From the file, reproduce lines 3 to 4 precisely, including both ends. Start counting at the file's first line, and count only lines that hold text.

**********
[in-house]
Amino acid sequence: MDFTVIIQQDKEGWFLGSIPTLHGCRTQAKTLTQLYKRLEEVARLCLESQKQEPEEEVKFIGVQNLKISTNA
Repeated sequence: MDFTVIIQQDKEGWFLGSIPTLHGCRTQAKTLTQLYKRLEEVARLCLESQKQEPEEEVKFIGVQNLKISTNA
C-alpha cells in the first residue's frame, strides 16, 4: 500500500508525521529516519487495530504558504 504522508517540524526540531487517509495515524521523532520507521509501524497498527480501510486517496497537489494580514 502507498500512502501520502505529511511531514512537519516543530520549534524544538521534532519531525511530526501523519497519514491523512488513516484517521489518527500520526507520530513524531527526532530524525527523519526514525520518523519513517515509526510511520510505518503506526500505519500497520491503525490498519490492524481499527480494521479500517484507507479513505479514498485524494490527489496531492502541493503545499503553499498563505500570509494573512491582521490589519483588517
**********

Repeated sequence: MDFTVIIQQDKEGWFLGSIPTLHGCRTQAKTLTQLYKRLEEVARLCLESQKQEPEEEVKFIGVQNLKISTNA
C-alpha cells in the first residue's frame, strides 16, 4: 500500500508525521529516519487495530504558504 504522508517540524526540531487517509495515524521523532520507521509501524497498527480501510486517496497537489494580514 502507498500512502501520502505529511511531514512537519516543530520549534524544538521534532519531525511530526501523519497519514491523512488513516484517521489518527500520526507520530513524531527526532530524525527523519526514525520518523519513517515509526510511520510505518503506526500505519500497520491503525490498519490492524481499527480494521479500517484507507479513505479514498485524494490527489496531492502541493503545499503553499498563505500570509494573512491582521490589519483588517